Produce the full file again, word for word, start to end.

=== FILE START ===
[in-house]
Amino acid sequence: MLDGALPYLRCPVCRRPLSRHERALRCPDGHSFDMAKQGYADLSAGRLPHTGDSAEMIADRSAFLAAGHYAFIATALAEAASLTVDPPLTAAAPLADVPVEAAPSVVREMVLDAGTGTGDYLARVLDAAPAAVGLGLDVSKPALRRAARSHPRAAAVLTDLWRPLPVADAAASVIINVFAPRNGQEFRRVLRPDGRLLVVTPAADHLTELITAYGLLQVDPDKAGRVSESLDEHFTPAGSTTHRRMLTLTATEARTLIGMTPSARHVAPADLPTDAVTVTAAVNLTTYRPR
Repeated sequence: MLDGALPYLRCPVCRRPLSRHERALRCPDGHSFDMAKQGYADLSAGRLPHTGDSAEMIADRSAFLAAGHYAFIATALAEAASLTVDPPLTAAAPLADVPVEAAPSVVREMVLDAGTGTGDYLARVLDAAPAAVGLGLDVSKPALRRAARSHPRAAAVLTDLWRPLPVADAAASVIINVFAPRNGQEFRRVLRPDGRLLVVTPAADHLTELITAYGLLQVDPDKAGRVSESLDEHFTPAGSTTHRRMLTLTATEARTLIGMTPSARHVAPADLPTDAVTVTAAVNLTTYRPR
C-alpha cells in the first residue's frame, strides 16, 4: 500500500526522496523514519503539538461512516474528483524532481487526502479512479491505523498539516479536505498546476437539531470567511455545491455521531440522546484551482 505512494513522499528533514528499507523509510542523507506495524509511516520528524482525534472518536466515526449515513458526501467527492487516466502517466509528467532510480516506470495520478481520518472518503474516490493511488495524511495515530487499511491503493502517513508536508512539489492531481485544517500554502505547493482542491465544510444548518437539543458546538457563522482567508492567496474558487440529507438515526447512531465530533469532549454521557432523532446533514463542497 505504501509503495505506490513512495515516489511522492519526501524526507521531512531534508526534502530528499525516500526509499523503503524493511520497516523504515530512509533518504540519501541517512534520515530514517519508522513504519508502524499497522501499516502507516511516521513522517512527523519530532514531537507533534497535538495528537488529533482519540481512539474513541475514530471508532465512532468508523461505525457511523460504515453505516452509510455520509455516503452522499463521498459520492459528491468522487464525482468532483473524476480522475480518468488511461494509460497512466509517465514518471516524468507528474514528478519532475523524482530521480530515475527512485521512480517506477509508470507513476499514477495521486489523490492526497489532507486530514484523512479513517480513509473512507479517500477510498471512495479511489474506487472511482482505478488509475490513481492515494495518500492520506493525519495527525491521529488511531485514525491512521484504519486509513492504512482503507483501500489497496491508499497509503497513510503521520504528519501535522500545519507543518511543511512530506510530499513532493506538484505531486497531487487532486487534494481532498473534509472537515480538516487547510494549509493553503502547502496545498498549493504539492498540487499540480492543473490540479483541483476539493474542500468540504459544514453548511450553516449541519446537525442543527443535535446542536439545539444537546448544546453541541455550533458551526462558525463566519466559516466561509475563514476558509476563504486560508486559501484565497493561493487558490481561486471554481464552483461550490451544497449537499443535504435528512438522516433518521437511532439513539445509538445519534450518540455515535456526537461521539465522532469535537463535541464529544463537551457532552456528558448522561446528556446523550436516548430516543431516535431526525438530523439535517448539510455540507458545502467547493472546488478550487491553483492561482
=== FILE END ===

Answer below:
[in-house]
Amino acid sequence: MLDGALPYLRCPVCRRPLSRHERALRCPDGHSFDMAKQGYADLSAGRLPHTGDSAEMIADRSAFLAAGHYAFIATALAEAASLTVDPPLTAAAPLADVPVEAAPSVVREMVLDAGTGTGDYLARVLDAAPAAVGLGLDVSKPALRRAARSHPRAAAVLTDLWRPLPVADAAASVIINVFAPRNGQEFRRVLRPDGRLLVVTPAADHLTELITAYGLLQVDPDKAGRVSESLDEHFTPAGSTTHRRMLTLTATEARTLIGMTPSARHVAPADLPTDAVTVTAAVNLTTYRPR
Repeated sequence: MLDGALPYLRCPVCRRPLSRHERALRCPDGHSFDMAKQGYADLSAGRLPHTGDSAEMIADRSAFLAAGHYAFIATALAEAASLTVDPPLTAAAPLADVPVEAAPSVVREMVLDAGTGTGDYLARVLDAAPAAVGLGLDVSKPALRRAARSHPRAAAVLTDLWRPLPVADAAASVIINVFAPRNGQEFRRVLRPDGRLLVVTPAADHLTELITAYGLLQVDPDKAGRVSESLDEHFTPAGSTTHRRMLTLTATEARTLIGMTPSARHVAPADLPTDAVTVTAAVNLTTYRPR
C-alpha cells in the first residue's frame, strides 16, 4: 500500500526522496523514519503539538461512516474528483524532481487526502479512479491505523498539516479536505498546476437539531470567511455545491455521531440522546484551482 505512494513522499528533514528499507523509510542523507506495524509511516520528524482525534472518536466515526449515513458526501467527492487516466502517466509528467532510480516506470495520478481520518472518503474516490493511488495524511495515530487499511491503493502517513508536508512539489492531481485544517500554502505547493482542491465544510444548518437539543458546538457563522482567508492567496474558487440529507438515526447512531465530533469532549454521557432523532446533514463542497 505504501509503495505506490513512495515516489511522492519526501524526507521531512531534508526534502530528499525516500526509499523503503524493511520497516523504515530512509533518504540519501541517512534520515530514517519508522513504519508502524499497522501499516502507516511516521513522517512527523519530532514531537507533534497535538495528537488529533482519540481512539474513541475514530471508532465512532468508523461505525457511523460504515453505516452509510455520509455516503452522499463521498459520492459528491468522487464525482468532483473524476480522475480518468488511461494509460497512466509517465514518471516524468507528474514528478519532475523524482530521480530515475527512485521512480517506477509508470507513476499514477495521486489523490492526497489532507486530514484523512479513517480513509473512507479517500477510498471512495479511489474506487472511482482505478488509475490513481492515494495518500492520506493525519495527525491521529488511531485514525491512521484504519486509513492504512482503507483501500489497496491508499497509503497513510503521520504528519501535522500545519507543518511543511512530506510530499513532493506538484505531486497531487487532486487534494481532498473534509472537515480538516487547510494549509493553503502547502496545498498549493504539492498540487499540480492543473490540479483541483476539493474542500468540504459544514453548511450553516449541519446537525442543527443535535446542536439545539444537546448544546453541541455550533458551526462558525463566519466559516466561509475563514476558509476563504486560508486559501484565497493561493487558490481561486471554481464552483461550490451544497449537499443535504435528512438522516433518521437511532439513539445509538445519534450518540455515535456526537461521539465522532469535537463535541464529544463537551457532552456528558448522561446528556446523550436516548430516543431516535431526525438530523439535517448539510455540507458545502467547493472546488478550487491553483492561482